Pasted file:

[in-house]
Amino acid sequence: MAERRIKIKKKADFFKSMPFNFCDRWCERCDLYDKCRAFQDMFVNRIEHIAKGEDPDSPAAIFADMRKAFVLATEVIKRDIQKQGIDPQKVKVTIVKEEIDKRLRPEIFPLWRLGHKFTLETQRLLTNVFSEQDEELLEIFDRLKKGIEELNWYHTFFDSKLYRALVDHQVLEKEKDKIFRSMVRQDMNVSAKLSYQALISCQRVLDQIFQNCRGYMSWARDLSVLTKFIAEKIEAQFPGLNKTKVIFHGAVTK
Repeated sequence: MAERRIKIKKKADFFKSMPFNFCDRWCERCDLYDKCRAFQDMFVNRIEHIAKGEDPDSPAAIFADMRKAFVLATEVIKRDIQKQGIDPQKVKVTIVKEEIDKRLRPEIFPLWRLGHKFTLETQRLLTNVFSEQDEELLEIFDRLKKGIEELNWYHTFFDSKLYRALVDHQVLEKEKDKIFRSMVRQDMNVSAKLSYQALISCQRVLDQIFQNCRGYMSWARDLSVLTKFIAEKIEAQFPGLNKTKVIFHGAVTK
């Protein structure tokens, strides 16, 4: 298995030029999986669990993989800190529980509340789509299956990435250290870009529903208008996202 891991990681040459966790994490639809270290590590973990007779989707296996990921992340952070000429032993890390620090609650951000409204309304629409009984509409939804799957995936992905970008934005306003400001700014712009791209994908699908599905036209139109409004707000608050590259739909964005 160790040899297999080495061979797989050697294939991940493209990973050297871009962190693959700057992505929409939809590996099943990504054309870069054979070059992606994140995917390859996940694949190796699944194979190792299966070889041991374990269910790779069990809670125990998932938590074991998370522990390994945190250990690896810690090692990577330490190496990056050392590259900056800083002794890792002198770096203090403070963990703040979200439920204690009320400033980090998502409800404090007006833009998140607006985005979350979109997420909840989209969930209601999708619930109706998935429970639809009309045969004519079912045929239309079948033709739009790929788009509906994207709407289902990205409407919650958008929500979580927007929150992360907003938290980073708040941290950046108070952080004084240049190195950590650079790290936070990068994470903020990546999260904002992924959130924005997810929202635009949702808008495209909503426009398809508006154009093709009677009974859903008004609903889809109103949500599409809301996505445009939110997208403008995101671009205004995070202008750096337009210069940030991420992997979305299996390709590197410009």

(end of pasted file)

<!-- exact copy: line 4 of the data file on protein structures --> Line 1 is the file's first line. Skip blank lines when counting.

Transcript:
């Protein structure tokens, strides 16, 4: 298995030029999986669990993989800190529980509340789509299956990435250290870009529903208008996202 891991990681040459966790994490639809270290590590973990007779989707296996990921992340952070000429032993890390620090609650951000409204309304629409009984509409939804799957995936992905970008934005306003400001700014712009791209994908699908599905036209139109409004707000608050590259739909964005 160790040899297999080495061979797989050697294939991940493209990973050297871009962190693959700057992505929409939809590996099943990504054309870069054979070059992606994140995917390859996940694949190796699944194979190792299966070889041991374990269910790779069990809670125990998932938590074991998370522990390994945190250990690896810690090692990577330490190496990056050392590259900056800083002794890792002198770096203090403070963990703040979200439920204690009320400033980090998502409800404090007006833009998140607006985005979350979109997420909840989209969930209601999708619930109706998935429970639809009309045969004519079912045929239309079948033709739009790929788009509906994207709407289902990205409407919650958008929500979580927007929150992360907003938290980073708040941290950046108070952080004084240049190195950590650079790290936070990068994470903020990546999260904002992924959130924005997810929202635009949702808008495209909503426009398809508006154009093709009677009974859903008004609903889809109103949500599409809301996505445009939110997208403008995101671009205004995070202008750096337009210069940030991420992997979305299996390709590197410009």